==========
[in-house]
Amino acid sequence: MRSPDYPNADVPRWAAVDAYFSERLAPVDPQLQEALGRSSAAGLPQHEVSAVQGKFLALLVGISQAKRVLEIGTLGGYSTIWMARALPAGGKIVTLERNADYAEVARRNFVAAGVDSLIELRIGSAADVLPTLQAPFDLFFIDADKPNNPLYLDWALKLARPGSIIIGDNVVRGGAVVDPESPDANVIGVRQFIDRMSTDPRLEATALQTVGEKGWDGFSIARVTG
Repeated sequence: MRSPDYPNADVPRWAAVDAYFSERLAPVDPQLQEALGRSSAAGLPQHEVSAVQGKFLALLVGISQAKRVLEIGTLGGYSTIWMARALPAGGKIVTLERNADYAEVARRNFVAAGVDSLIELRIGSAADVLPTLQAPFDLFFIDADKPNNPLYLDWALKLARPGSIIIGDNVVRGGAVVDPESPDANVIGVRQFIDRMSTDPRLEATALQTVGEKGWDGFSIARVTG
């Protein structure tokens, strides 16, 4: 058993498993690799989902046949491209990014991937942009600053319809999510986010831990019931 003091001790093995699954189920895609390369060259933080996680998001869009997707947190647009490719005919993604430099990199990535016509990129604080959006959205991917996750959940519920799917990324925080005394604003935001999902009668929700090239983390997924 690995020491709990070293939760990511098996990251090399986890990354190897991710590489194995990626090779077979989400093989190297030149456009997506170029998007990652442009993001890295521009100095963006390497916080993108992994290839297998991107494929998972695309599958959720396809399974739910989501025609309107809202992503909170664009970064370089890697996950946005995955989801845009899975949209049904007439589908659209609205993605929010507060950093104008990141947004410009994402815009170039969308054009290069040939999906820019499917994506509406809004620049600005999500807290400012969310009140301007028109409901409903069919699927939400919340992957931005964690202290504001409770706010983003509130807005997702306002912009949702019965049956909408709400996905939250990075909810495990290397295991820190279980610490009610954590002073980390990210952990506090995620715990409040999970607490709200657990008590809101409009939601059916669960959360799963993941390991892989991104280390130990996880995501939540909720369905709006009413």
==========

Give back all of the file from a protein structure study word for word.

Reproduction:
[in-house]
Amino acid sequence: MRSPDYPNADVPRWAAVDAYFSERLAPVDPQLQEALGRSSAAGLPQHEVSAVQGKFLALLVGISQAKRVLEIGTLGGYSTIWMARALPAGGKIVTLERNADYAEVARRNFVAAGVDSLIELRIGSAADVLPTLQAPFDLFFIDADKPNNPLYLDWALKLARPGSIIIGDNVVRGGAVVDPESPDANVIGVRQFIDRMSTDPRLEATALQTVGEKGWDGFSIARVTG
Repeated sequence: MRSPDYPNADVPRWAAVDAYFSERLAPVDPQLQEALGRSSAAGLPQHEVSAVQGKFLALLVGISQAKRVLEIGTLGGYSTIWMARALPAGGKIVTLERNADYAEVARRNFVAAGVDSLIELRIGSAADVLPTLQAPFDLFFIDADKPNNPLYLDWALKLARPGSIIIGDNVVRGGAVVDPESPDANVIGVRQFIDRMSTDPRLEATALQTVGEKGWDGFSIARVTG
């Protein structure tokens, strides 16, 4: 058993498993690799989902046949491209990014991937942009600053319809999510986010831990019931 003091001790093995699954189920895609390369060259933080996680998001869009997707947190647009490719005919993604430099990199990535016509990129604080959006959205991917996750959940519920799917990324925080005394604003935001999902009668929700090239983390997924 690995020491709990070293939760990511098996990251090399986890990354190897991710590489194995990626090779077979989400093989190297030149456009997506170029998007990652442009993001890295521009100095963006390497916080993108992994290839297998991107494929998972695309599958959720396809399974739910989501025609309107809202992503909170664009970064370089890697996950946005995955989801845009899975949209049904007439589908659209609205993605929010507060950093104008990141947004410009994402815009170039969308054009290069040939999906820019499917994506509406809004620049600005999500807290400012969310009140301007028109409901409903069919699927939400919340992957931005964690202290504001409770706010983003509130807005997702306002912009949702019965049956909408709400996905939250990075909810495990290397295991820190279980610490009610954590002073980390990210952990506090995620715990409040999970607490709200657990008590809101409009939601059916669960959360799963993941390991892989991104280390130990996880995501939540909720369905709006009413």